French wines and spirits group Pernod Ricard reported a stronger-than-expected 9.1 percent rise in underlying second-quarter sales and raised its profit guidance, sending its shares sharply higher.
In a statement on Thursday, Pernod said it was now aiming for full year like-for-like growth in operating profit from ordinary activities of about 12 percent compared with a previous estimate of 10 percent.
"I could describe this first half year as historic, given the outstanding sales dynamism," Chairman and Chief Executive Patrick Ricard said in a statement.
The maker of Jameson whiskey and Martell cognac said sales in its second quarter ended Dec. 31 rose 5.2 percent to 2.16 billion euros ($3.2 billion), above all forecasts in a Reuters poll of analysts forecasts whose average was 2.10 billion.
Pernod said second-quarter like-for-like sales growth was 9.1 percent compared with 7.2 percent expected in the Reuters poll. Its more profitable spirits business grew 9.5 percent, while its wine business -- including Mumm champagne and Jacobs Creek table wines -- grew 7.6 percent.
Pernod shares rose sharply on the news, climbing more than 15 percent and -- hammered recently on concern about U.S. consumer demand -- were 7.7 percent higher at 68.85 euros.
"It's a mixture of macroeconomics, the continued demand in emerging markets and some developed markets like France, and strength of demand for its key premium brands," said WestLB analyst Ben Maitland.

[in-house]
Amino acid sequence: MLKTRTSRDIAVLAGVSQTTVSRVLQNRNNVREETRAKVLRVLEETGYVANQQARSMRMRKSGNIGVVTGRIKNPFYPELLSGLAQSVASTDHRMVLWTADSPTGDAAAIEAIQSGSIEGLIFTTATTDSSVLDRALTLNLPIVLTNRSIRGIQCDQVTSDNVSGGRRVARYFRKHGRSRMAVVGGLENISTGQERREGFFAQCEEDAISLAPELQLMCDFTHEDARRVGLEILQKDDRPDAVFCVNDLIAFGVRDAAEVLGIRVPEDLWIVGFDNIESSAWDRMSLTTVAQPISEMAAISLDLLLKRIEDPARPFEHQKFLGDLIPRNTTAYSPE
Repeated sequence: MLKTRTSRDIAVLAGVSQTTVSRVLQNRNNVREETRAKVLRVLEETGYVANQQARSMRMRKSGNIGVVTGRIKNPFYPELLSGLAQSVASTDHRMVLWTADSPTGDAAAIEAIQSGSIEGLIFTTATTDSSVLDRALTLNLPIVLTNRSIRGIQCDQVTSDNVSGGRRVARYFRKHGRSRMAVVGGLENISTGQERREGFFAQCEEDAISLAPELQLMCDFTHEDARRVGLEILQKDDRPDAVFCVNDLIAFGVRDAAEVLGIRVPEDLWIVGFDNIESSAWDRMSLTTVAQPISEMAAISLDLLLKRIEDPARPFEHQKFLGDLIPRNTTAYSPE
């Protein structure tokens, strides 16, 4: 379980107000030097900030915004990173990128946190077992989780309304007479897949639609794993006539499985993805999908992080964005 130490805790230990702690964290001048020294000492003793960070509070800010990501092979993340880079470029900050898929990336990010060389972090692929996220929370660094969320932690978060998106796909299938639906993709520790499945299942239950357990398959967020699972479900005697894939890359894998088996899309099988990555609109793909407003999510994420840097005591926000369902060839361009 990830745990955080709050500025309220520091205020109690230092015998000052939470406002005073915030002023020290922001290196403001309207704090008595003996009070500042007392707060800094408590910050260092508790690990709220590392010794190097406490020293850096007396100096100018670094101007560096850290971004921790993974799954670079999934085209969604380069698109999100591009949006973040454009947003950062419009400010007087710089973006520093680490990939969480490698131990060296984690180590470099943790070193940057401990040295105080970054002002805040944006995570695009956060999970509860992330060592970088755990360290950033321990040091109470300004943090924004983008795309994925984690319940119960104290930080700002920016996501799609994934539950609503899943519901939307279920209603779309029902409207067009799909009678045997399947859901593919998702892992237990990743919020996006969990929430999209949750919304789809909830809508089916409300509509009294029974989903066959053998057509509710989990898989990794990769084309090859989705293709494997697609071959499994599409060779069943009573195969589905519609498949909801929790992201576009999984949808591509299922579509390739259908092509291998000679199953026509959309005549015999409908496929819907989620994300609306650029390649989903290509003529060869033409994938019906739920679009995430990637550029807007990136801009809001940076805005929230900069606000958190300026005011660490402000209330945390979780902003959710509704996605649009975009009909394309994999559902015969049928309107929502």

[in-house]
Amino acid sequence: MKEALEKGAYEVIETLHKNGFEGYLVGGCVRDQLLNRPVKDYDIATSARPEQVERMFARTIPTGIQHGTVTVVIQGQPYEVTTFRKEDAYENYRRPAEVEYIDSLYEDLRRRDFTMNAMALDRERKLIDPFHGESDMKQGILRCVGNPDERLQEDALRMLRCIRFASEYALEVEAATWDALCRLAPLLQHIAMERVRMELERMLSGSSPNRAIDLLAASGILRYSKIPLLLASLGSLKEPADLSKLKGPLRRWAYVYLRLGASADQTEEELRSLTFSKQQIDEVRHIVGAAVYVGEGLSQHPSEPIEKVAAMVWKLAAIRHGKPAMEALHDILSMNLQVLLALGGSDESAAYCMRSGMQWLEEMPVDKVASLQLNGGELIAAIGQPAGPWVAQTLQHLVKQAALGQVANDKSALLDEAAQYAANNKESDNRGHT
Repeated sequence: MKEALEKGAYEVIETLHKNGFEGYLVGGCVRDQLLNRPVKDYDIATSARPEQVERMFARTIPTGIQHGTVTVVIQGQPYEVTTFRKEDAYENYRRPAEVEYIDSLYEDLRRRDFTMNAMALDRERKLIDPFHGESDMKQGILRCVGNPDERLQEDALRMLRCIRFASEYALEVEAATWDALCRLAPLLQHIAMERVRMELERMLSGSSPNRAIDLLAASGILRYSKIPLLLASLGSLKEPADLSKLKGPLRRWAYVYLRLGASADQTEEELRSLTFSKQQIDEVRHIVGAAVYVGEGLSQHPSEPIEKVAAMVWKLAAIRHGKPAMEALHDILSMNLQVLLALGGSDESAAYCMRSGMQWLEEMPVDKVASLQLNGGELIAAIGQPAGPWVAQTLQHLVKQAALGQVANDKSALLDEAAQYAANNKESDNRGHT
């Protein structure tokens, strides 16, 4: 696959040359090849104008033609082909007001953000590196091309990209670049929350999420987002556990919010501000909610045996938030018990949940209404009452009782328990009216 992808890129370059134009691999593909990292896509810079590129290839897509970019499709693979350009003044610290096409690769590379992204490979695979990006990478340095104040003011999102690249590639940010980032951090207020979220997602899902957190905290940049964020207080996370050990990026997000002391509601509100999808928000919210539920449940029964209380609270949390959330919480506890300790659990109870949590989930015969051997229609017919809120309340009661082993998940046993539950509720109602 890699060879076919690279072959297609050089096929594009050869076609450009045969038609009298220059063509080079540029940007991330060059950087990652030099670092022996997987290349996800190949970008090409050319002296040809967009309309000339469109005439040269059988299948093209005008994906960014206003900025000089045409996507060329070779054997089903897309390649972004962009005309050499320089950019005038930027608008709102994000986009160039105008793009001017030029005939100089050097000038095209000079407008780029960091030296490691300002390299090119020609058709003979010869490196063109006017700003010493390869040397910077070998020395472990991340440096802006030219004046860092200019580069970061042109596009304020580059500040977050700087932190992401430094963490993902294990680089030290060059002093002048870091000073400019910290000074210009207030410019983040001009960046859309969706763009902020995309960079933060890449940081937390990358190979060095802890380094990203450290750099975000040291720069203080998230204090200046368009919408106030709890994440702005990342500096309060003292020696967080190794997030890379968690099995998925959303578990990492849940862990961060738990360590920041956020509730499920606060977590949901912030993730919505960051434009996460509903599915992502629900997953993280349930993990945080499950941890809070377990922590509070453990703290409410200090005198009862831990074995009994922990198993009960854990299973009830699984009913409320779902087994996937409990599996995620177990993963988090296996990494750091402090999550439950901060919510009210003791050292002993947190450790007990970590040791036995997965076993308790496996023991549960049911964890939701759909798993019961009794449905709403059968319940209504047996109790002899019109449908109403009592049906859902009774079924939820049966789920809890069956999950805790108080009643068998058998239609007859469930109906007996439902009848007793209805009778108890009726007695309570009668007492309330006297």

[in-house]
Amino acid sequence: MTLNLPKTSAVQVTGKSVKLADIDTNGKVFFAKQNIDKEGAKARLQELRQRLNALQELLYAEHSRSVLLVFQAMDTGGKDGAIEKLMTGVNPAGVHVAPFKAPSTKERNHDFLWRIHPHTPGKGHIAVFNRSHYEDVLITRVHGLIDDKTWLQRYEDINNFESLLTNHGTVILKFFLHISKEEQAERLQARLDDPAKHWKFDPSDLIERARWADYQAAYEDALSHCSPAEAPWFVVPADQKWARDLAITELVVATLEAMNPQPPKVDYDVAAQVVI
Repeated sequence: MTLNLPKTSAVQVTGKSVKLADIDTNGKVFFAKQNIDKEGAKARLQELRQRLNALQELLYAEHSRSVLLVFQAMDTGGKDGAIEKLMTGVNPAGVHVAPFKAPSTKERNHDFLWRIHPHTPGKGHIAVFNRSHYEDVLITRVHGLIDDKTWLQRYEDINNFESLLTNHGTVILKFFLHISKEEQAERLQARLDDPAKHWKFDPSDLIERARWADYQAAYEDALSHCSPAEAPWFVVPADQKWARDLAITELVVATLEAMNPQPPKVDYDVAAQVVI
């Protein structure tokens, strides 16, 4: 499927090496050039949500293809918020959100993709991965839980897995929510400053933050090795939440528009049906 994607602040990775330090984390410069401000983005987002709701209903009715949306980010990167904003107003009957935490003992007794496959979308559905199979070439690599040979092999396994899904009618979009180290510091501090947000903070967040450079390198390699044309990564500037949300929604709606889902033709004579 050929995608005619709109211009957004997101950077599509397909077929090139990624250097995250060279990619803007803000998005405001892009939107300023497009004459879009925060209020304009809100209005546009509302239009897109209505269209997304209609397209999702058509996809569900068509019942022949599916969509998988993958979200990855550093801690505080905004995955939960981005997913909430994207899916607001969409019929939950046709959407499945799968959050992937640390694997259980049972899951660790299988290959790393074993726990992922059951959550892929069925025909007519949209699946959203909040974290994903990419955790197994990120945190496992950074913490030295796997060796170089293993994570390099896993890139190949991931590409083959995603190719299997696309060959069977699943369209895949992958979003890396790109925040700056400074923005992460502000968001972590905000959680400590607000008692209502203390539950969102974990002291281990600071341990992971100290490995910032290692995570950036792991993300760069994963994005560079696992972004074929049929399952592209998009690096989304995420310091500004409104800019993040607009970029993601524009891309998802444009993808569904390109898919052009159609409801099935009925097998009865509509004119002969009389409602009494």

"There was concern that consumers would begin trading down but the premiumisation trend appears very well intact."
He said WestLB would probably raise its earnings forecasts by a "low single digit" amount following the figures.
Addressing market fears of a possible consumer slowdown in the United States, Pernod said U.S. growth was similar between the first and second quarters. It noted emerging markets contributed two thirds of the group's first half sales growth.
Chief Financial Officer Emmanuel Babeau told Reuters in an interview that Pernod lacked visibility on final consumer demand in the United States, after sales to distributors suffered in the second half of calendar 2007.
He said, however, the group expected continued "solid growth" in the United States thanks to its premium brands and saw no signs of slowdown in China, Russia or India.
"We see consumption remaining very sustained on these markets in 2008 and are very confident the momentum will last," Babeau said. "There are no signs of a slowdown in western Europe today."
Babeau reaffirmed Pernod's interest in acquiring either Absolut vodka maker, Vin & Sprit, or full rights to Russia's Stolichnaya vodka. He said Pernod was also close to acquiring small French aperitif maker Lillet, which had sales of 3.7 million euros in 2006.